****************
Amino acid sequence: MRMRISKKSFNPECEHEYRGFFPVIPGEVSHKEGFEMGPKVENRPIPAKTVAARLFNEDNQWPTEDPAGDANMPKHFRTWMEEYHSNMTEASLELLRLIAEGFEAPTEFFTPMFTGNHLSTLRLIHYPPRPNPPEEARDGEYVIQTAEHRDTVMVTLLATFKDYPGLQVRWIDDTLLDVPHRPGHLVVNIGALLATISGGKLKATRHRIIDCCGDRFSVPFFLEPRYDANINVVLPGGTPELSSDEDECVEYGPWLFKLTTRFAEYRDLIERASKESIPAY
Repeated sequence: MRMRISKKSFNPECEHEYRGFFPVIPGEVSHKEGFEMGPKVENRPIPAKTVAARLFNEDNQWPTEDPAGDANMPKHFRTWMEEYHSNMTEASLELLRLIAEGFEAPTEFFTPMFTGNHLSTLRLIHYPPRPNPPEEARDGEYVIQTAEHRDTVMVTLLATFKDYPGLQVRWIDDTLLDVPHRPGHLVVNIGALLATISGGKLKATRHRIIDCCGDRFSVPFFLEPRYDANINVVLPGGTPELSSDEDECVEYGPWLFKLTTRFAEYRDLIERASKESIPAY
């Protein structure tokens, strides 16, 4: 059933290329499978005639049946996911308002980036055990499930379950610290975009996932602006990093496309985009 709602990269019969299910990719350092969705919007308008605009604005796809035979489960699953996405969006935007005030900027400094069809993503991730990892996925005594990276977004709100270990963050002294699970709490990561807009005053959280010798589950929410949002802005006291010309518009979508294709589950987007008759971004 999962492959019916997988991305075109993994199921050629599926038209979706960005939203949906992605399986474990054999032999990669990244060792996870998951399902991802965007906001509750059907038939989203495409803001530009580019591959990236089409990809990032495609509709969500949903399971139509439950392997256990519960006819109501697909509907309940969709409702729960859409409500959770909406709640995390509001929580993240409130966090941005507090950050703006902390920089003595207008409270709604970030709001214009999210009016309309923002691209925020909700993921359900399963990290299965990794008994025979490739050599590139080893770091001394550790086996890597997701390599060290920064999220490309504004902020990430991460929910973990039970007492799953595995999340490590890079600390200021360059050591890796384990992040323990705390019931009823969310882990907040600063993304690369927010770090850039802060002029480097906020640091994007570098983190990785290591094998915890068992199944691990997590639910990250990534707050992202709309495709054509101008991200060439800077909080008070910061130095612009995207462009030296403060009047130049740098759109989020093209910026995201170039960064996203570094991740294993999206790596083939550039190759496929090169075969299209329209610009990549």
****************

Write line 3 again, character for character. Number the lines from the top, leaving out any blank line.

């Protein structure tokens, strides 16, 4: 059933290329499978005639049946996911308002980036055990499930379950610290975009996932602006990093496309985009 709602990269019969299910990719350092969705919007308008605009604005796809035979489960699953996405969006935007005030900027400094069809993503991730990892996925005594990276977004709100270990963050002294699970709490990561807009005053959280010798589950929410949002802005006291010309518009979508294709589950987007008759971004 999962492959019916997988991305075109993994199921050629599926038209979706960005939203949906992605399986474990054999032999990669990244060792996870998951399902991802965007906001509750059907038939989203495409803001530009580019591959990236089409990809990032495609509709969500949903399971139509439950392997256990519960006819109501697909509907309940969709409702729960859409409500959770909406709640995390509001929580993240409130966090941005507090950050703006902390920089003595207008409270709604970030709001214009999210009016309309923002691209925020909700993921359900399963990290299965990794008994025979490739050599590139080893770091001394550790086996890597997701390599060290920064999220490309504004902020990430991460929910973990039970007492799953595995999340490590890079600390200021360059050591890796384990992040323990705390019931009823969310882990907040600063993304690369927010770090850039802060002029480097906020640091994007570098983190990785290591094998915890068992199944691990997590639910990250990534707050992202709309495709054509101008991200060439800077909080008070910061130095612009995207462009030296403060009047130049740098759109989020093209910026995201170039960064996203570094991740294993999206790596083939550039190759496929090169075969299209329209610009990549």